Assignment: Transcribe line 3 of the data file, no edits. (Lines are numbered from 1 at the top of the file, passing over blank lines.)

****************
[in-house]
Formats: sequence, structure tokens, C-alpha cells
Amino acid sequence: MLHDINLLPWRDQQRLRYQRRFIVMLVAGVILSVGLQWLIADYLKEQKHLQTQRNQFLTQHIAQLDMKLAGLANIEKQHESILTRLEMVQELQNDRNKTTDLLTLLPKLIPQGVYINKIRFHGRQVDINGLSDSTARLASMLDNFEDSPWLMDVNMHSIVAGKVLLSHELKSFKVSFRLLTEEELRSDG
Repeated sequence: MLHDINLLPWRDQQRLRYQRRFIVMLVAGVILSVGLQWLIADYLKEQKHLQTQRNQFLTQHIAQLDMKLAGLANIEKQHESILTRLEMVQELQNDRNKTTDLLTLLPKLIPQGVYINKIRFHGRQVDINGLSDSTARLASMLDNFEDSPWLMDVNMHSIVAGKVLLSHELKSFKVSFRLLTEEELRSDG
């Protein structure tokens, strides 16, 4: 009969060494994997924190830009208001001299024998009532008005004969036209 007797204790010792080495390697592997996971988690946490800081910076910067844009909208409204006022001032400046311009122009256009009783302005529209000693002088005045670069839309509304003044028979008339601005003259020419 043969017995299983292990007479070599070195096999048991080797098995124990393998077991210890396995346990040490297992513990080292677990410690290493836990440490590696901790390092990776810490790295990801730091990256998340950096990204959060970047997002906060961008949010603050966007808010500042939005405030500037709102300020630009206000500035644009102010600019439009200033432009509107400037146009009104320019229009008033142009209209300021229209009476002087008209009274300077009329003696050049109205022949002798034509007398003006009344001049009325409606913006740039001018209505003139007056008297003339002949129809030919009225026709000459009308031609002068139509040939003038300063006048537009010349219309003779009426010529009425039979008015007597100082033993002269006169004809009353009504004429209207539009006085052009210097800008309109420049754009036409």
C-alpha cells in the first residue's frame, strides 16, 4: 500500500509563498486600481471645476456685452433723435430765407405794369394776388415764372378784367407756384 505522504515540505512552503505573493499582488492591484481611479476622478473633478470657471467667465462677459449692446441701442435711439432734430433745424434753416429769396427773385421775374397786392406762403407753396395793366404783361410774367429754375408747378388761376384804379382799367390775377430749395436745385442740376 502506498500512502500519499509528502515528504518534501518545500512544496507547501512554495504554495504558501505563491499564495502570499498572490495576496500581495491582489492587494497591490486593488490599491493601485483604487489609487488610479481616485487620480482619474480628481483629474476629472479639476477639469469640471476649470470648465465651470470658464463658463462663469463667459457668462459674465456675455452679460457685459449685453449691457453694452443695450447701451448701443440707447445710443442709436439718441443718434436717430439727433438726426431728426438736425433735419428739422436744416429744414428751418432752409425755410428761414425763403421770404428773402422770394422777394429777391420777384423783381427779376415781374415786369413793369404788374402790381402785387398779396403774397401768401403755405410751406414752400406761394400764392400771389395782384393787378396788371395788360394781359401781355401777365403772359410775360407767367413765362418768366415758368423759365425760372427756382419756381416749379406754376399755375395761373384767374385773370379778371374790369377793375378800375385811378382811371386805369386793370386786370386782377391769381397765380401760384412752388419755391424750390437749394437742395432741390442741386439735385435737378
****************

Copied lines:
Amino acid sequence: MLHDINLLPWRDQQRLRYQRRFIVMLVAGVILSVGLQWLIADYLKEQKHLQTQRNQFLTQHIAQLDMKLAGLANIEKQHESILTRLEMVQELQNDRNKTTDLLTLLPKLIPQGVYINKIRFHGRQVDINGLSDSTARLASMLDNFEDSPWLMDVNMHSIVAGKVLLSHELKSFKVSFRLLTEEELRSDG